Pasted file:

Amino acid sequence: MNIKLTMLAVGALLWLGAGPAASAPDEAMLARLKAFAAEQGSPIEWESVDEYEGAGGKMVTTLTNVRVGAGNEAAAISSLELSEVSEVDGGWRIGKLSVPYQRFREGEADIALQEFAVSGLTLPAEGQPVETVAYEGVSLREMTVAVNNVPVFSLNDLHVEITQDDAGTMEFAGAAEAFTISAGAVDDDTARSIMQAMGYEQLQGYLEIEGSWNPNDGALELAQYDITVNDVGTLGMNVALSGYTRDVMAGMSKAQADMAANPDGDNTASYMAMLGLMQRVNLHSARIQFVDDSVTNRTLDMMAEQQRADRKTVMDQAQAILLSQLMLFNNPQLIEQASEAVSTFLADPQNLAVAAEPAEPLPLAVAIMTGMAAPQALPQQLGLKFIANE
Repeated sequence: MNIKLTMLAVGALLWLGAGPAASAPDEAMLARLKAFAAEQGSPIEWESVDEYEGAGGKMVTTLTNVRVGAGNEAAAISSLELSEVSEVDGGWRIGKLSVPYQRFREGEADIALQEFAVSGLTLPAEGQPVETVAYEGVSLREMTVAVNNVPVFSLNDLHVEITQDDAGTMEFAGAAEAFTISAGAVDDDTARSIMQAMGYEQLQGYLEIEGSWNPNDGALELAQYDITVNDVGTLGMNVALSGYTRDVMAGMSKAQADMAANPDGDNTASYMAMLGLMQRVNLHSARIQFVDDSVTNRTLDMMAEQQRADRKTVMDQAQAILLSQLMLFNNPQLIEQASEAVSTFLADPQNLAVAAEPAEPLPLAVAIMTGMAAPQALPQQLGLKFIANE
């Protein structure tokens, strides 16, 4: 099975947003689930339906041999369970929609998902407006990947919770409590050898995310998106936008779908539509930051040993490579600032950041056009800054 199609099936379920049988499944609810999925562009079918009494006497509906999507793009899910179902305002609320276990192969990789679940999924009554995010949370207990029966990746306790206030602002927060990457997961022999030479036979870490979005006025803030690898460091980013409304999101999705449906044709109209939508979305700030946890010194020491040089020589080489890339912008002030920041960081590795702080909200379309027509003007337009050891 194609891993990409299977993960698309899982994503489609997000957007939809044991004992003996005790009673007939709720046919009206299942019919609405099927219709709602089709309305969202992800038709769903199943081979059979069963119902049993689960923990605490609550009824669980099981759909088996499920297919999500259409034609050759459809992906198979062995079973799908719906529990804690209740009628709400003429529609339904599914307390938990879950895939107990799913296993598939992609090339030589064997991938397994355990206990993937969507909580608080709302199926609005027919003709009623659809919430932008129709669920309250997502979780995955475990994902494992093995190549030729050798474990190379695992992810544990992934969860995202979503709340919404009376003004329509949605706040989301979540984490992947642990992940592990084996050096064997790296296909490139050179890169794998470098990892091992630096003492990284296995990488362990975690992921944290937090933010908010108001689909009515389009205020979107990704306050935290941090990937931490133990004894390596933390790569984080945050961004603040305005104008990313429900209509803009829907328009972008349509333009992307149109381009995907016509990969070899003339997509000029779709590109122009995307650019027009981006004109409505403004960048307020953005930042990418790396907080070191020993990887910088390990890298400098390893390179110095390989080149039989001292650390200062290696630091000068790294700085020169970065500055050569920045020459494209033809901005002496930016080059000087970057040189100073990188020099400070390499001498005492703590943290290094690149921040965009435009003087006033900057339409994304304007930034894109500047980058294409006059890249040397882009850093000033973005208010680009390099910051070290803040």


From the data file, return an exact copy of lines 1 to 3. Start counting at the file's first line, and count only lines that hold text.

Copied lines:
Amino acid sequence: MNIKLTMLAVGALLWLGAGPAASAPDEAMLARLKAFAAEQGSPIEWESVDEYEGAGGKMVTTLTNVRVGAGNEAAAISSLELSEVSEVDGGWRIGKLSVPYQRFREGEADIALQEFAVSGLTLPAEGQPVETVAYEGVSLREMTVAVNNVPVFSLNDLHVEITQDDAGTMEFAGAAEAFTISAGAVDDDTARSIMQAMGYEQLQGYLEIEGSWNPNDGALELAQYDITVNDVGTLGMNVALSGYTRDVMAGMSKAQADMAANPDGDNTASYMAMLGLMQRVNLHSARIQFVDDSVTNRTLDMMAEQQRADRKTVMDQAQAILLSQLMLFNNPQLIEQASEAVSTFLADPQNLAVAAEPAEPLPLAVAIMTGMAAPQALPQQLGLKFIANE
Repeated sequence: MNIKLTMLAVGALLWLGAGPAASAPDEAMLARLKAFAAEQGSPIEWESVDEYEGAGGKMVTTLTNVRVGAGNEAAAISSLELSEVSEVDGGWRIGKLSVPYQRFREGEADIALQEFAVSGLTLPAEGQPVETVAYEGVSLREMTVAVNNVPVFSLNDLHVEITQDDAGTMEFAGAAEAFTISAGAVDDDTARSIMQAMGYEQLQGYLEIEGSWNPNDGALELAQYDITVNDVGTLGMNVALSGYTRDVMAGMSKAQADMAANPDGDNTASYMAMLGLMQRVNLHSARIQFVDDSVTNRTLDMMAEQQRADRKTVMDQAQAILLSQLMLFNNPQLIEQASEAVSTFLADPQNLAVAAEPAEPLPLAVAIMTGMAAPQALPQQLGLKFIANE
């Protein structure tokens, strides 16, 4: 099975947003689930339906041999369970929609998902407006990947919770409590050898995310998106936008779908539509930051040993490579600032950041056009800054 199609099936379920049988499944609810999925562009079918009494006497509906999507793009899910179902305002609320276990192969990789679940999924009554995010949370207990029966990746306790206030602002927060990457997961022999030479036979870490979005006025803030690898460091980013409304999101999705449906044709109209939508979305700030946890010194020491040089020589080489890339912008002030920041960081590795702080909200379309027509003007337009050891 194609891993990409299977993960698309899982994503489609997000957007939809044991004992003996005790009673007939709720046919009206299942019919609405099927219709709602089709309305969202992800038709769903199943081979059979069963119902049993689960923990605490609550009824669980099981759909088996499920297919999500259409034609050759459809992906198979062995079973799908719906529990804690209740009628709400003429529609339904599914307390938990879950895939107990799913296993598939992609090339030589064997991938397994355990206990993937969507909580608080709302199926609005027919003709009623659809919430932008129709669920309250997502979780995955475990994902494992093995190549030729050798474990190379695992992810544990992934969860995202979503709340919404009376003004329509949605706040989301979540984490992947642990992940592990084996050096064997790296296909490139050179890169794998470098990892091992630096003492990284296995990488362990975690992921944290937090933010908010108001689909009515389009205020979107990704306050935290941090990937931490133990004894390596933390790569984080945050961004603040305005104008990313429900209509803009829907328009972008349509333009992307149109381009995907016509990969070899003339997509000029779709590109122009995307650019027009981006004109409505403004960048307020953005930042990418790396907080070191020993990887910088390990890298400098390893390179110095390989080149039989001292650390200062290696630091000068790294700085020169970065500055050569920045020459494209033809901005002496930016080059000087970057040189100073990188020099400070390499001498005492703590943290290094690149921040965009435009003087006033900057339409994304304007930034894109500047980058294409006059890249040397882009850093000033973005208010680009390099910051070290803040």